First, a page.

Alternative and complementary medicine is becoming more popular among consumers and prescribed more by health care professionals. Alternative medicine can be traced back thousands of years, however, it wasn't introduced to the United States until the early 1900s. Alternative medicine encompasses a wide range of therapies including homeopathy, naturopathy, chiropractic, massage and bodywork therapy, meditation, nutritional supplements, and herbal remedies. Understanding the background and benefits of these alternatives is important to all health care professionals.
EVIDENCE IS mounting that conventional medicine does not offer all the answers to preventing illness and curing disease. World Development Indicators shows that the U.S. life expectancy rate was only 21st and the U.S. infant mortality rate ranked 27th of other nations studied. 1 The U.S. spends more dollars on health care than other nations and has failed to be one of the leaders in actually providing a healthier quality of life. This fact has opened the door for alternative or complementary medicine (CAM) to be utilized and researched. According to the National Library of Medicine, the terms “complementary medicine” and “alternative medicine” are used interchangeably. In Mosby's Medical, Nursing, & Allied Health Dictionary, alternative medicine is defined as “any of the systems of medical diagnosis and treatment differing in technique from that of the allopathic practitioner's use of drugs and surgery to treat disease and injury.” During 1997, consumers spent between $4 billion and $6 billion on visits to massage therapists, making up approximately 27 percent of the $21.2 billion spent on CAM, and demand continues to increase. 2 In a 1998 Newsday Magazine article, it was reported that from 1990 to 1997, there was a 380 percent increase in vitamin usage and a 130 percent increase in the use of herbal supplements. 3 These percentages are staggering. The validity of alternative medicine is increasing throughout the medical industry as consumers experiment and demand options to conventional medicine. This has been a long, hard battle for some of the alternative therapies.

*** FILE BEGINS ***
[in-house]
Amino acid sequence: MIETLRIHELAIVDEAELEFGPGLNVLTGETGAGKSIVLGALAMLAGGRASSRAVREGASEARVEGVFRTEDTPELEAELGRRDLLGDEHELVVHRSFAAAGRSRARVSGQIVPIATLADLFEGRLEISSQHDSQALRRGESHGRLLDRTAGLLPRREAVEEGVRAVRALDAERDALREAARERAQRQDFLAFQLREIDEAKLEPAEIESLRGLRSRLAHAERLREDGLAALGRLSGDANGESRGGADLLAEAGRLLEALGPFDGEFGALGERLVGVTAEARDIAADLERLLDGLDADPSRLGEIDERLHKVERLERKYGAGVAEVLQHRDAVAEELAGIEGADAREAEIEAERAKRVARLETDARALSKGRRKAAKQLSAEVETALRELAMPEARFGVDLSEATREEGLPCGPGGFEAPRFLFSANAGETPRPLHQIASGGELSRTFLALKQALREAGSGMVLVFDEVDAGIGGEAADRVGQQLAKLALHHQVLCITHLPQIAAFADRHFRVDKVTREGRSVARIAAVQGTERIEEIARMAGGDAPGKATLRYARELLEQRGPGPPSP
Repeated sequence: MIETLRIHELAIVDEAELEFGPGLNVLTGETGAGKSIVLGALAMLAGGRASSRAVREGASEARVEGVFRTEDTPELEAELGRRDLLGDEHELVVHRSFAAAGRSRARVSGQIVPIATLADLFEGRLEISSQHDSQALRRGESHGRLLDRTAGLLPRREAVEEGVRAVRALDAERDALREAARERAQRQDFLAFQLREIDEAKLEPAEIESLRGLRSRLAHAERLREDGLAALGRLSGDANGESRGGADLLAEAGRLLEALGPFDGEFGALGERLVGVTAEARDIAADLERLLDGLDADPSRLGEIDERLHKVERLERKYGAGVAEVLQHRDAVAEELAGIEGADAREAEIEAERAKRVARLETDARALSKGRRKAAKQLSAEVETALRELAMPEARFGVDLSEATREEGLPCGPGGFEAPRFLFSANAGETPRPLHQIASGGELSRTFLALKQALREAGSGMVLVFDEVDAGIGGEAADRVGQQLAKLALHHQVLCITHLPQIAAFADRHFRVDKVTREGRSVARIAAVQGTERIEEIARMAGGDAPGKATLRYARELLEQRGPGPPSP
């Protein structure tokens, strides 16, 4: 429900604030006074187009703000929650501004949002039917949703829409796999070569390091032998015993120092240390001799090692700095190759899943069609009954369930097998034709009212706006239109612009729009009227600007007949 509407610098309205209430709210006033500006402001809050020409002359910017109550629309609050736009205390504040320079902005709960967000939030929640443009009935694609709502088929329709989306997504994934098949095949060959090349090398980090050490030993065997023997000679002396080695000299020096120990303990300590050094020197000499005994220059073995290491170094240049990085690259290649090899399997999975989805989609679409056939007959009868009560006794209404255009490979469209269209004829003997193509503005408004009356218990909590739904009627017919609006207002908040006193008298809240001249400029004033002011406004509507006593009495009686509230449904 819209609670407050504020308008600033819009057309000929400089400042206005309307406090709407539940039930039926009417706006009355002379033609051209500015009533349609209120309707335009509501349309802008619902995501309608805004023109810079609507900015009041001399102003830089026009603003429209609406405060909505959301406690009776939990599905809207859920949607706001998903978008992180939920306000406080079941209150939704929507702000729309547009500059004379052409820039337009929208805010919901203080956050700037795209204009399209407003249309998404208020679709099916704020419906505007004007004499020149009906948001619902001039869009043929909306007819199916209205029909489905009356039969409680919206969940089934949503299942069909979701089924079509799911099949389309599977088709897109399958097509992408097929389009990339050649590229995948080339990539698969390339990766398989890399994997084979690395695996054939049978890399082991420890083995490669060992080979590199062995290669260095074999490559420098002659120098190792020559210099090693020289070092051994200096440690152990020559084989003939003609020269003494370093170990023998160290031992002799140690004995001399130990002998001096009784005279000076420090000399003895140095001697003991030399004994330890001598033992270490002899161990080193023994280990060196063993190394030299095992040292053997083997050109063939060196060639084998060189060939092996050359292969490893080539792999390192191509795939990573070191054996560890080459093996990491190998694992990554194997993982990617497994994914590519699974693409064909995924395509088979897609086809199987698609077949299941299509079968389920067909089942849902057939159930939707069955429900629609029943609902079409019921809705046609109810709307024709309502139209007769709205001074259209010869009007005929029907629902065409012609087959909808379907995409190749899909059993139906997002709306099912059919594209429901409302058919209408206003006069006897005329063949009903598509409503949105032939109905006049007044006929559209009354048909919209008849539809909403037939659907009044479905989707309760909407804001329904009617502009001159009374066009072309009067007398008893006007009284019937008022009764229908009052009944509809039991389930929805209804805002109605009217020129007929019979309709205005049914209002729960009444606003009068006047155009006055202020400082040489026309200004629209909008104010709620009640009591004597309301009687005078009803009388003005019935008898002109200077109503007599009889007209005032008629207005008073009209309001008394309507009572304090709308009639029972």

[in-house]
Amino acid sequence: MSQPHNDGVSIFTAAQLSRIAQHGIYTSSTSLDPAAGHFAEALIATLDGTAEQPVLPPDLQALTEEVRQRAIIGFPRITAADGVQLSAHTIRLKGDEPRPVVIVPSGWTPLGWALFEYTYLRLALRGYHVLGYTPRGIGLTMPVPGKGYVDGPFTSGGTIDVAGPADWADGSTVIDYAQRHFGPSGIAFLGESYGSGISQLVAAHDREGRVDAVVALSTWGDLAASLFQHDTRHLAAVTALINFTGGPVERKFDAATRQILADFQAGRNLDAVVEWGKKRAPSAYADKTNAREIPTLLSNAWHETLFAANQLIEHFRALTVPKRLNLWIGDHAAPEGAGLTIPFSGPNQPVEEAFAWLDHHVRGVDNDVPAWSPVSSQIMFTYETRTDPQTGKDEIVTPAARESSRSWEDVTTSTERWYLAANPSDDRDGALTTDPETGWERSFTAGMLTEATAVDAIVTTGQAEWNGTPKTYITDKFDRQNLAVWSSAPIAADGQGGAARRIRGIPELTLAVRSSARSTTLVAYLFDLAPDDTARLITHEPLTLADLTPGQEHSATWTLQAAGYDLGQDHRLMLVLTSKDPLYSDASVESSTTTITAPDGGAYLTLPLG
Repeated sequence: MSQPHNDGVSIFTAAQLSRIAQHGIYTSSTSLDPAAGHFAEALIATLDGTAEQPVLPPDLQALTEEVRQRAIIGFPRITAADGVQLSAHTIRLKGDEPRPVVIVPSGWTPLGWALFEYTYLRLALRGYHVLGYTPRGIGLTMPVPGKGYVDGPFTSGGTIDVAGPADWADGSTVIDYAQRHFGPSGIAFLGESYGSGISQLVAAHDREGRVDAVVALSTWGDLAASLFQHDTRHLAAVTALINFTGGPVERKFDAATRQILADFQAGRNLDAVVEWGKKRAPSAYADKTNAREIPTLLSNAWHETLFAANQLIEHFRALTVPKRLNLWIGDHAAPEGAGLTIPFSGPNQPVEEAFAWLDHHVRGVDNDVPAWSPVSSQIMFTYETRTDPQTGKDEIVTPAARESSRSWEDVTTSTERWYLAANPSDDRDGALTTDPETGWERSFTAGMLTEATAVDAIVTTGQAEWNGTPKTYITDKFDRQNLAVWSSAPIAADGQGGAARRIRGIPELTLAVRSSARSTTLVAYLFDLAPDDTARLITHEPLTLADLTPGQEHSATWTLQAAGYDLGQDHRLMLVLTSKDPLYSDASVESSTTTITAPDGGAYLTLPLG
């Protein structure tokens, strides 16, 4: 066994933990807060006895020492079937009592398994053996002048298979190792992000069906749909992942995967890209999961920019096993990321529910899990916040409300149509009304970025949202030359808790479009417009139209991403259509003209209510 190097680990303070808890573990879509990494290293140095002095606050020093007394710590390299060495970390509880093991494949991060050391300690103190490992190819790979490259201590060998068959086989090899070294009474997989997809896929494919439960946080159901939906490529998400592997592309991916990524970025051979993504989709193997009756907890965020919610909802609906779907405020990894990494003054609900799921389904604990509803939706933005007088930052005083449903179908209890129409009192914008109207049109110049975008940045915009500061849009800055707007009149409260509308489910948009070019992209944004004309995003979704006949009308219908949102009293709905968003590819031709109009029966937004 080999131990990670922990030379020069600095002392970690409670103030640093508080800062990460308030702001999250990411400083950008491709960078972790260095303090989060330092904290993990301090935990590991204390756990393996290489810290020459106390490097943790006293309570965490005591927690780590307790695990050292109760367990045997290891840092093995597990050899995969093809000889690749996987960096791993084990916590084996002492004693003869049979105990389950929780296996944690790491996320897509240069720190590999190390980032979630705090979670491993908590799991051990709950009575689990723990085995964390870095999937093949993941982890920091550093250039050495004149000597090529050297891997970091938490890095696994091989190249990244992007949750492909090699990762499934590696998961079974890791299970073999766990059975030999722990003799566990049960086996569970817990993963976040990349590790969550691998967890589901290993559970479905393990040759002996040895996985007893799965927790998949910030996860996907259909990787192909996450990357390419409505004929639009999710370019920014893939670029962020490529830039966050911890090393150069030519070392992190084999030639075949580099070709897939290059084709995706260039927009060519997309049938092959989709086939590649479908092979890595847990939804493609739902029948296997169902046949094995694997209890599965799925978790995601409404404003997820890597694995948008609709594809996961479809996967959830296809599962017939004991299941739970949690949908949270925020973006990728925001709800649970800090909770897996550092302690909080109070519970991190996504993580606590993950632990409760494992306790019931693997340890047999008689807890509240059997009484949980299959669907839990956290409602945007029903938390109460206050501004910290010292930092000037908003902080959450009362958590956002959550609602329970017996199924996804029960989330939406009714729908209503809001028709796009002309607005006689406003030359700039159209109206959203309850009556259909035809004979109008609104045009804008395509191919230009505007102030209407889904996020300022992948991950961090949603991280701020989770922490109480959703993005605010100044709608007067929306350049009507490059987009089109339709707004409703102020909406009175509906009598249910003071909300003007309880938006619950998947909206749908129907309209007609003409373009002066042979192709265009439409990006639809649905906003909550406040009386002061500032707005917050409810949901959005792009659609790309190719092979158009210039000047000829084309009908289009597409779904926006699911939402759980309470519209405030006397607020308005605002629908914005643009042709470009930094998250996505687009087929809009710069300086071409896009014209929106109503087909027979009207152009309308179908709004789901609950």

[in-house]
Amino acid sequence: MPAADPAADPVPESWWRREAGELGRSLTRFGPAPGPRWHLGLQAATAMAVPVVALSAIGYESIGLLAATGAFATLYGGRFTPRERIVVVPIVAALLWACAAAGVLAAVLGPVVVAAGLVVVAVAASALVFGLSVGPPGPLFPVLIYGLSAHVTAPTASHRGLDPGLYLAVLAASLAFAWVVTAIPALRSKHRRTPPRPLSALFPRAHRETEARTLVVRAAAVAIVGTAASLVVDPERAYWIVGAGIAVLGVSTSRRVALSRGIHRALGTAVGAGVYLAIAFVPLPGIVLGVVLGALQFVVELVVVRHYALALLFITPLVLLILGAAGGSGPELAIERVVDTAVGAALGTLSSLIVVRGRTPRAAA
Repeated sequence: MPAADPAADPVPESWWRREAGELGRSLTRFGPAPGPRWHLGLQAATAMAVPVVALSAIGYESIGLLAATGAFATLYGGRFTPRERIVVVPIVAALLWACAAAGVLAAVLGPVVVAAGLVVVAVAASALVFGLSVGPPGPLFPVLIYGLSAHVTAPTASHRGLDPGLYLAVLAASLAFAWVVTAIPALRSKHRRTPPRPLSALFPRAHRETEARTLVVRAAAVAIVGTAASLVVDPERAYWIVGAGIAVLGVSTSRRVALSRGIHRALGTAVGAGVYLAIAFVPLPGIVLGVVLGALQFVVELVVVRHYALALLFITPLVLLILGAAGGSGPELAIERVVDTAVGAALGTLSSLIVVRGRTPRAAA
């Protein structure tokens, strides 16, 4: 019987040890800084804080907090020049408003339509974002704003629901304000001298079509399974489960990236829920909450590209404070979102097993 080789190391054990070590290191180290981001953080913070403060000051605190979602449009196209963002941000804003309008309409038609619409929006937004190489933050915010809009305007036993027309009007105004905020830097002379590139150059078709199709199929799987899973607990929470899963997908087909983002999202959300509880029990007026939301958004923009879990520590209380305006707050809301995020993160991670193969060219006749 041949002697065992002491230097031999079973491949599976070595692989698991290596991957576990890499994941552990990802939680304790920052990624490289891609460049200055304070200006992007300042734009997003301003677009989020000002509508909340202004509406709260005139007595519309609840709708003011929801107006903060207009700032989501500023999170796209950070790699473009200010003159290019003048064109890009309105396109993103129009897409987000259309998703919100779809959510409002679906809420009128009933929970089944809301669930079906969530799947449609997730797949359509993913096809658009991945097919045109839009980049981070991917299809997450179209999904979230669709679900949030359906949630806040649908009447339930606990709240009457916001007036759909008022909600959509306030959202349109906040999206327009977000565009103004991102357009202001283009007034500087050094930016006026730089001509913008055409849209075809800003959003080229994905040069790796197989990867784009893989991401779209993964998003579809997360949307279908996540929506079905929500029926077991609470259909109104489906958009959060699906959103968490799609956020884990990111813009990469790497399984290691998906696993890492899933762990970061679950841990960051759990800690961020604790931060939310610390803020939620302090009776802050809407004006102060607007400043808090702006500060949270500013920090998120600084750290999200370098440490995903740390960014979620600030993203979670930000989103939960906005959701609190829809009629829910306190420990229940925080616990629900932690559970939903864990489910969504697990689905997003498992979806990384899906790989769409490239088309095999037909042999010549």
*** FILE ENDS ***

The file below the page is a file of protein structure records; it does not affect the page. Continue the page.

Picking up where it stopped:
Center for Energy Medicine, Raleigh, North Carolina (Bodane)
President, Adult Education Resource, New Castle, Delaware (Brownson)